Act of GodSara Subcontractor was hired by Jerry General Contractor to construct four masonry walls for the Citizen Canine dog kennel.  Prior to construction, the parties signed a contract and agreed that Sara Subcontractor would be paid $100,000 upon the erection of the 4 walls.  After erecting three of the walls, a freak tornado blows through the job site, knocking down the three walls.  Jerry General insists that Sara Contractor rebuild the walls at her cost.  Sara Subcontractor refuses, stating that the winds were an act of God and that she wants additional monies to rebuild the three walls.  Who is correct?

It depends upon the parties’ agreement.  “Force majeure” was historically a common law doctrine (developed by court precedent as opposed to a statute) used to describe circumstances like an act of God (e.g. earthquake or tornado) or an act of man (e.g. war or strike) that would excuse one party’s performance, or modify obligations, under a contact.  Under current Texas law, however, Sara Subcontractor’s duty to perform her contractual obligations is absolute in the absence of an express contractual force majeure clause.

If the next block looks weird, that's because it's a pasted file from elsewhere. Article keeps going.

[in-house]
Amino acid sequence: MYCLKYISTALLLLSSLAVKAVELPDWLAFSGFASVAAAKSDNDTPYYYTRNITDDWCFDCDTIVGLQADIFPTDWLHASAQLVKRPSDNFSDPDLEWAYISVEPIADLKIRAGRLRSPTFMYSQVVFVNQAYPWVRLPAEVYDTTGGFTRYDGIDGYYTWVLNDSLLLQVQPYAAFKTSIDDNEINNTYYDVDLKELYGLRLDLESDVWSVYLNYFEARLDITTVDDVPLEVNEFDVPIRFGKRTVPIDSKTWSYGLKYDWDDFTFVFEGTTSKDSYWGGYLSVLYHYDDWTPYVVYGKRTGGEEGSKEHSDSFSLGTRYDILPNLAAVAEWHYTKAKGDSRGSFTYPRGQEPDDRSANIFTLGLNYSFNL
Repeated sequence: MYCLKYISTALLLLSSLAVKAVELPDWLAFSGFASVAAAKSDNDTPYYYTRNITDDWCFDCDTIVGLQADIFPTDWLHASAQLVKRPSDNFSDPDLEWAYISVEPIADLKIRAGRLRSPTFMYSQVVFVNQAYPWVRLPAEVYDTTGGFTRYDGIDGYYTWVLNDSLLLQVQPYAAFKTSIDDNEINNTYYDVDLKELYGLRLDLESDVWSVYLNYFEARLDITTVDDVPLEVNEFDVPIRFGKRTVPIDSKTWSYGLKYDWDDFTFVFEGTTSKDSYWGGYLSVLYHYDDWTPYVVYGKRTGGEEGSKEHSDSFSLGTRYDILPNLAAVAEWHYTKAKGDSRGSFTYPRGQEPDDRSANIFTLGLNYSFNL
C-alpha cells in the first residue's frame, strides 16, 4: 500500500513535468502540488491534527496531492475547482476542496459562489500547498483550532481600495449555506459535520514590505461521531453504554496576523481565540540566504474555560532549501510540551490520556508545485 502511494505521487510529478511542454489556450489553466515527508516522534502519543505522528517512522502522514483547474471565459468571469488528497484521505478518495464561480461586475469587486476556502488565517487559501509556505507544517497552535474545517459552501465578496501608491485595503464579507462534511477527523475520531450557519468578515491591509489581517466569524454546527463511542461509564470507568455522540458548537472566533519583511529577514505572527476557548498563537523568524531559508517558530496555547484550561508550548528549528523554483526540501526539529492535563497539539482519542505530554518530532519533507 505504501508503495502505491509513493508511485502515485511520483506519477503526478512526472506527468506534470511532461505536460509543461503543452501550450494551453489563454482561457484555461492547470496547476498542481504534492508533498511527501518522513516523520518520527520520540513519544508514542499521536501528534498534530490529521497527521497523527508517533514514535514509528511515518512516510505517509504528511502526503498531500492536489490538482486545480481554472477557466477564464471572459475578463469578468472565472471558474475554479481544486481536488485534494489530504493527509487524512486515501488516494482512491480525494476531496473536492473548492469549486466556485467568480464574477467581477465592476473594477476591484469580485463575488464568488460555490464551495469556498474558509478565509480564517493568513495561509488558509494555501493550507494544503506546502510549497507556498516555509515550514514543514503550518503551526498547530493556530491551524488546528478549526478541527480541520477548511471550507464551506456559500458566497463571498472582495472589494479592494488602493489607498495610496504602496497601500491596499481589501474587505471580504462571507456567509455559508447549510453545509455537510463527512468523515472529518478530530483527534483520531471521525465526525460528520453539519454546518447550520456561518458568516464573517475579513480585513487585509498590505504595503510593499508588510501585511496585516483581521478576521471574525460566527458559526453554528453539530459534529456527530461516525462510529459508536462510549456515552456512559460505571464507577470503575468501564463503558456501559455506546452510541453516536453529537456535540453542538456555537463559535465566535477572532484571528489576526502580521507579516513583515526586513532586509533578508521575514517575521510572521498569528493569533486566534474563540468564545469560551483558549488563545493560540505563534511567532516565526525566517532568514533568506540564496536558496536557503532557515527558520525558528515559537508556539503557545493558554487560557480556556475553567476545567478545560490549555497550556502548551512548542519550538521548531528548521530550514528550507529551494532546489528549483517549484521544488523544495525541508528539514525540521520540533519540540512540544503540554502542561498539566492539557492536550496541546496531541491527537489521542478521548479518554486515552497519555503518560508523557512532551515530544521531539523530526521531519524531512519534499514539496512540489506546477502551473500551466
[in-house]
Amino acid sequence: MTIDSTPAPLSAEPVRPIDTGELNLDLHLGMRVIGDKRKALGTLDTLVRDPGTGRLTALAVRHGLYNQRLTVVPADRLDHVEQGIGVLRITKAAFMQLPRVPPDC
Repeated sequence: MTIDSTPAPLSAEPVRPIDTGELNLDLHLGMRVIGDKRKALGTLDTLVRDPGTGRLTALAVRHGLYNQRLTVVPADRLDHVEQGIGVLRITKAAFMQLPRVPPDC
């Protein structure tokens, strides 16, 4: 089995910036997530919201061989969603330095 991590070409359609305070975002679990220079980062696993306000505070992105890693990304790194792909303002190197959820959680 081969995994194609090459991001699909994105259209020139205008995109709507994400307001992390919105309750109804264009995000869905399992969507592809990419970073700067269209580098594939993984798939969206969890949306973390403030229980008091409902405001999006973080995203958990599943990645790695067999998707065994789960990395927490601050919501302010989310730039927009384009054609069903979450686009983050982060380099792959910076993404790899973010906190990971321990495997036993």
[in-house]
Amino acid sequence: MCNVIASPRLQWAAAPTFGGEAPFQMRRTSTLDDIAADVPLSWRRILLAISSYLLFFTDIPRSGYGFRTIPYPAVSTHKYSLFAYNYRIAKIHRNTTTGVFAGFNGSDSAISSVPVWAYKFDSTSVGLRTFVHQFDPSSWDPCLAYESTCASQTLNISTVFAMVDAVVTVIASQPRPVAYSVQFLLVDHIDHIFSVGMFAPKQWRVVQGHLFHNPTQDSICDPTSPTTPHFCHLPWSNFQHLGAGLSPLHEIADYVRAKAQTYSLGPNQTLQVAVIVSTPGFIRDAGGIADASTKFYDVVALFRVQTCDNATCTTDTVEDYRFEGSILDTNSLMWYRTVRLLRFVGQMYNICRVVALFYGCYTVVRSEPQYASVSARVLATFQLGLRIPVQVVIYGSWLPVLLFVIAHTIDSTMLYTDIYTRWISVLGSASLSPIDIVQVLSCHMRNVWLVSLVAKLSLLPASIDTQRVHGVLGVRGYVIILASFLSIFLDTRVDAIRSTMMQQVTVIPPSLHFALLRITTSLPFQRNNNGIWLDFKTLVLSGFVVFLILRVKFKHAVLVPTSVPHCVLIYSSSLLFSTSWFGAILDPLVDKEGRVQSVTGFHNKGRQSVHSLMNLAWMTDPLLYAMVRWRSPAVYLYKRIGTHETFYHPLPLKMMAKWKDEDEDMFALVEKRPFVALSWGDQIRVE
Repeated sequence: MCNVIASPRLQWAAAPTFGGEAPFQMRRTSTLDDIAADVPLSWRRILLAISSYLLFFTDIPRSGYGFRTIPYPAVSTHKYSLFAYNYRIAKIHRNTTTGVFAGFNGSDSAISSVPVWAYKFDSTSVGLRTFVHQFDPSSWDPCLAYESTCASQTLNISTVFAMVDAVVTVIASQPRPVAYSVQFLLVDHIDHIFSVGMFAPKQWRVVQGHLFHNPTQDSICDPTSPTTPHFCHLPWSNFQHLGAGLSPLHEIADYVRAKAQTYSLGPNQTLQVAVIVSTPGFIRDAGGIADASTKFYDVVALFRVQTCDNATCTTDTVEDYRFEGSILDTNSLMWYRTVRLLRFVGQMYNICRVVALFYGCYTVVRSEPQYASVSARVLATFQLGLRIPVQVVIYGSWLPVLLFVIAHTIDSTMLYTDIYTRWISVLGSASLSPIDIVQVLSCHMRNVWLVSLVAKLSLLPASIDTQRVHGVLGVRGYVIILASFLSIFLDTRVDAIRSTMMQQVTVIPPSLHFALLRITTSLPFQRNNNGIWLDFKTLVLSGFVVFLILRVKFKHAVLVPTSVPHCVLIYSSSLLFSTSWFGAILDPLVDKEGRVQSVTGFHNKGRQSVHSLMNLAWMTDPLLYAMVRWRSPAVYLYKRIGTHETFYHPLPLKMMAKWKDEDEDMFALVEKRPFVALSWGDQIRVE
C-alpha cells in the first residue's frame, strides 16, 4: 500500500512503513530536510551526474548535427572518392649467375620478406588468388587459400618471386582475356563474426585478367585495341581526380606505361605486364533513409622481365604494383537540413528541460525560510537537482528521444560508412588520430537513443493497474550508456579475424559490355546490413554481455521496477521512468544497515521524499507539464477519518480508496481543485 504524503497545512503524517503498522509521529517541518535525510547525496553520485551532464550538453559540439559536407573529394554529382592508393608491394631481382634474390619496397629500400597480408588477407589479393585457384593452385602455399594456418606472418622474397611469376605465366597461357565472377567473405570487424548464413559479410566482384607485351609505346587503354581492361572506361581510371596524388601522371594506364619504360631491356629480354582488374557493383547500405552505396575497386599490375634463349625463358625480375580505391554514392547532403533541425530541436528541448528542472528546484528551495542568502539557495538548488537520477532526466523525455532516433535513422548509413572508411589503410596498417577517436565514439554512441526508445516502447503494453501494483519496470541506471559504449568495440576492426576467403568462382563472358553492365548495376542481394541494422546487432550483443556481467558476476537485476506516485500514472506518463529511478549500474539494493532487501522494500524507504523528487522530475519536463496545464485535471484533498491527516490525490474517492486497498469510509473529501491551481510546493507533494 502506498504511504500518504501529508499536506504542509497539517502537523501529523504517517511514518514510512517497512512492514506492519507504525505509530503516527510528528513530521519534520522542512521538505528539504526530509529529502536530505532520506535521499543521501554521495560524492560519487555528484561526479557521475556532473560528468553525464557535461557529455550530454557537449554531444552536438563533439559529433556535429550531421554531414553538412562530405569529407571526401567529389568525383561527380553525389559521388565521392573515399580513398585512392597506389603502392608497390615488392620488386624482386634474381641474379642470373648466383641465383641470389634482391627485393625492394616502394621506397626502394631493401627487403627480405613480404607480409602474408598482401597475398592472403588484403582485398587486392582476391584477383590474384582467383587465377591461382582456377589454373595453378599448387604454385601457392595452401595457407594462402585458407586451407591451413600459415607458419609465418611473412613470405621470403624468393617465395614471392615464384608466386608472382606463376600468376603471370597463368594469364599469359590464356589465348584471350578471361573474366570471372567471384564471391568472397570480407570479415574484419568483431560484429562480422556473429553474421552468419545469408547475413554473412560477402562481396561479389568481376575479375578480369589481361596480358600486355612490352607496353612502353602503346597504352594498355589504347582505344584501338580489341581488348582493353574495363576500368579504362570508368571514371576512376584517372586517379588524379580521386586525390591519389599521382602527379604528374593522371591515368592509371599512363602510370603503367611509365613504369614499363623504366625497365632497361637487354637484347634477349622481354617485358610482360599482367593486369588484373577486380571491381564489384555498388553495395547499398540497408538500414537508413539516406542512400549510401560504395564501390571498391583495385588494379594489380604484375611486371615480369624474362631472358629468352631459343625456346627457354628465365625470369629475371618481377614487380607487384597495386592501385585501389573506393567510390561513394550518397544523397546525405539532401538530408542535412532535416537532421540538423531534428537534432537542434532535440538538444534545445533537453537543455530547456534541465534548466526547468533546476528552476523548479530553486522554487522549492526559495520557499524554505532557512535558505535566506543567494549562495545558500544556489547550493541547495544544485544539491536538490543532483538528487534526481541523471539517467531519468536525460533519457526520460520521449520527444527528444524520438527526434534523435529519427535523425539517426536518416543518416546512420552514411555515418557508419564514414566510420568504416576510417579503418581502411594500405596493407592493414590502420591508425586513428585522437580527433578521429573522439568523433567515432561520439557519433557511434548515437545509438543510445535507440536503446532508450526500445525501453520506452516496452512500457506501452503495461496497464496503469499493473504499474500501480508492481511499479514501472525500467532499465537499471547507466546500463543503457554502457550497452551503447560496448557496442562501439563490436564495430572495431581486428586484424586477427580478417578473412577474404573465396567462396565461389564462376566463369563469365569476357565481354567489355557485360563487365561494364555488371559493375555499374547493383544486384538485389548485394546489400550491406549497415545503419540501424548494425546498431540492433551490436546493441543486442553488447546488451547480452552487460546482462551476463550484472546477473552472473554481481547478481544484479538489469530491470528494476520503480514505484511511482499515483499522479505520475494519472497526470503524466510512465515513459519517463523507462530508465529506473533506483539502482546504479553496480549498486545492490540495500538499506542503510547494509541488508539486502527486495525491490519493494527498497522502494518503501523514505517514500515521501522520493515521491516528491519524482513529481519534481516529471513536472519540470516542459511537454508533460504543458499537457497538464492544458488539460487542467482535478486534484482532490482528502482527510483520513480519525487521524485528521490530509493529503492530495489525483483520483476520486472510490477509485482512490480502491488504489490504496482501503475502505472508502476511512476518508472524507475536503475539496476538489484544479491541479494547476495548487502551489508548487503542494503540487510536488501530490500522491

Accordingly, the answer to who is liable will be found within the terms of the contract.  Simply because a contract is more burdensome to perform than originally anticipated does not excuse its performance.  If there is no force majeure clause, Sara Subcontractor’s performance under the agreement is absolute and she will be responsible for rebuilding the walls even if she must do so at an additional cost due to an act of God.

Tilting the Scales in Your Favor

Force majeure clauses allow parties to allocate risk and specify what events may suspend or excuse performance.  Do not assume that your company’s performance under a contract will be excused by some horrific, unforeseen event.  Courts will look to the four corners of the parties’ agreement to determine whether a parties’ contractual obligation will be excused due to an event.  An event is not a force majeure event unless the parties’ agreement says that it is.  Accordingly, include force majeure clauses in your agreements and customize those clauses to govern potential risks.